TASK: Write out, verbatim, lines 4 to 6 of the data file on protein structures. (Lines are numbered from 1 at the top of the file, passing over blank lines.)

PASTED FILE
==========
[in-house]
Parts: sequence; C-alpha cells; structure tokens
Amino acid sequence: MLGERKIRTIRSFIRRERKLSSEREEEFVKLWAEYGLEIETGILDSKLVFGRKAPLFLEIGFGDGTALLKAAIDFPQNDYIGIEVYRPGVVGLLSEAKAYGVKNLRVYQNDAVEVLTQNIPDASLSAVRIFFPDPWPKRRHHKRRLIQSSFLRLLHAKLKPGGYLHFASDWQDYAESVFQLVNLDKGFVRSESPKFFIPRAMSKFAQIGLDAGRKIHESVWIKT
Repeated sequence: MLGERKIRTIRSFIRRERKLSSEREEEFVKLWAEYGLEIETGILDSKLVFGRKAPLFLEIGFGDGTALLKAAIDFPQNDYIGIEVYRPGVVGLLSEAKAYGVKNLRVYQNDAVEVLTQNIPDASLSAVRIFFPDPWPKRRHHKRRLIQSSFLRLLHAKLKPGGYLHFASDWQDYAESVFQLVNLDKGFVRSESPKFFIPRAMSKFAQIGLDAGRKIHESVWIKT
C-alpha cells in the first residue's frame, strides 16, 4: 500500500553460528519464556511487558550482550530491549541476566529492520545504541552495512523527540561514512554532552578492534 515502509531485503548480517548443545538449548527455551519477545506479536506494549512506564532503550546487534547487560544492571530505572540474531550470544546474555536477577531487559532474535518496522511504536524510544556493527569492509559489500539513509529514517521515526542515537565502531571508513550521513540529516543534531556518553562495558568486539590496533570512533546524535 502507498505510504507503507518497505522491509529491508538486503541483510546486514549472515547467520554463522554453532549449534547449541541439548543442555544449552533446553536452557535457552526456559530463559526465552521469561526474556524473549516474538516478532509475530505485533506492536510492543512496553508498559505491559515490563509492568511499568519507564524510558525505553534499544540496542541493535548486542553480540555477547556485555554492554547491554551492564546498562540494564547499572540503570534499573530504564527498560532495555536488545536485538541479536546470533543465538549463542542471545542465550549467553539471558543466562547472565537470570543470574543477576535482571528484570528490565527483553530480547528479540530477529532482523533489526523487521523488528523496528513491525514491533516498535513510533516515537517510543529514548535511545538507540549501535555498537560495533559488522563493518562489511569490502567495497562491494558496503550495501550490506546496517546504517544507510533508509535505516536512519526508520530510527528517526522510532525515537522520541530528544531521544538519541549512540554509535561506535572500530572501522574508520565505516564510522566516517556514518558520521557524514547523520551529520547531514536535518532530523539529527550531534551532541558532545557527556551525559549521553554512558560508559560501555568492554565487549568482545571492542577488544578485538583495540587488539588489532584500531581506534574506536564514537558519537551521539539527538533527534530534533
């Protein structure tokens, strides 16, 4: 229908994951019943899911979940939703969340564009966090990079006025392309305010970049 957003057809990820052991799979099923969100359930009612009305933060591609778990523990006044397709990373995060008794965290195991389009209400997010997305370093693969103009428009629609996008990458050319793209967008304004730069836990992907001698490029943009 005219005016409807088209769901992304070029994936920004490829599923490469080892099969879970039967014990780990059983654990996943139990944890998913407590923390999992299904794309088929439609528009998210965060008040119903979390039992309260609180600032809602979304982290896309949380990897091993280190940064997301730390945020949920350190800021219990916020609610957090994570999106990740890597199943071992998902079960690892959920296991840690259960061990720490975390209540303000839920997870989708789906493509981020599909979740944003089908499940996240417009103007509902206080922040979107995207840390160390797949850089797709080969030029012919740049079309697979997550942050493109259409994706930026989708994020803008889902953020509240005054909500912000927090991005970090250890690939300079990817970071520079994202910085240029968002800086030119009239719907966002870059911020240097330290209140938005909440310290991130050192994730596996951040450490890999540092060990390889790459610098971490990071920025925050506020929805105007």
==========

Repeated sequence: MLGERKIRTIRSFIRRERKLSSEREEEFVKLWAEYGLEIETGILDSKLVFGRKAPLFLEIGFGDGTALLKAAIDFPQNDYIGIEVYRPGVVGLLSEAKAYGVKNLRVYQNDAVEVLTQNIPDASLSAVRIFFPDPWPKRRHHKRRLIQSSFLRLLHAKLKPGGYLHFASDWQDYAESVFQLVNLDKGFVRSESPKFFIPRAMSKFAQIGLDAGRKIHESVWIKT
C-alpha cells in the first residue's frame, strides 16, 4: 500500500553460528519464556511487558550482550530491549541476566529492520545504541552495512523527540561514512554532552578492534 515502509531485503548480517548443545538449548527455551519477545506479536506494549512506564532503550546487534547487560544492571530505572540474531550470544546474555536477577531487559532474535518496522511504536524510544556493527569492509559489500539513509529514517521515526542515537565502531571508513550521513540529516543534531556518553562495558568486539590496533570512533546524535 502507498505510504507503507518497505522491509529491508538486503541483510546486514549472515547467520554463522554453532549449534547449541541439548543442555544449552533446553536452557535457552526456559530463559526465552521469561526474556524473549516474538516478532509475530505485533506492536510492543512496553508498559505491559515490563509492568511499568519507564524510558525505553534499544540496542541493535548486542553480540555477547556485555554492554547491554551492564546498562540494564547499572540503570534499573530504564527498560532495555536488545536485538541479536546470533543465538549463542542471545542465550549467553539471558543466562547472565537470570543470574543477576535482571528484570528490565527483553530480547528479540530477529532482523533489526523487521523488528523496528513491525514491533516498535513510533516515537517510543529514548535511545538507540549501535555498537560495533559488522563493518562489511569490502567495497562491494558496503550495501550490506546496517546504517544507510533508509535505516536512519526508520530510527528517526522510532525515537522520541530528544531521544538519541549512540554509535561506535572500530572501522574508520565505516564510522566516517556514518558520521557524514547523520551529520547531514536535518532530523539529527550531534551532541558532545557527556551525559549521553554512558560508559560501555568492554565487549568482545571492542577488544578485538583495540587488539588489532584500531581506534574506536564514537558519537551521539539527538533527534530534533
């Protein structure tokens, strides 16, 4: 229908994951019943899911979940939703969340564009966090990079006025392309305010970049 957003057809990820052991799979099923969100359930009612009305933060591609778990523990006044397709990373995060008794965290195991389009209400997010997305370093693969103009428009629609996008990458050319793209967008304004730069836990992907001698490029943009 005219005016409807088209769901992304070029994936920004490829599923490469080892099969879970039967014990780990059983654990996943139990944890998913407590923390999992299904794309088929439609528009998210965060008040119903979390039992309260609180600032809602979304982290896309949380990897091993280190940064997301730390945020949920350190800021219990916020609610957090994570999106990740890597199943071992998902079960690892959920296991840690259960061990720490975390209540303000839920997870989708789906493509981020599909979740944003089908499940996240417009103007509902206080922040979107995207840390160390797949850089797709080969030029012919740049079309697979997550942050493109259409994706930026989708994020803008889902953020509240005054909500912000927090991005970090250890690939300079990817970071520079994202910085240029968002800086030119009239719907966002870059911020240097330290209140938005909440310290991130050192994730596996951040450490890999540092060990390889790459610098971490990071920025925050506020929805105007």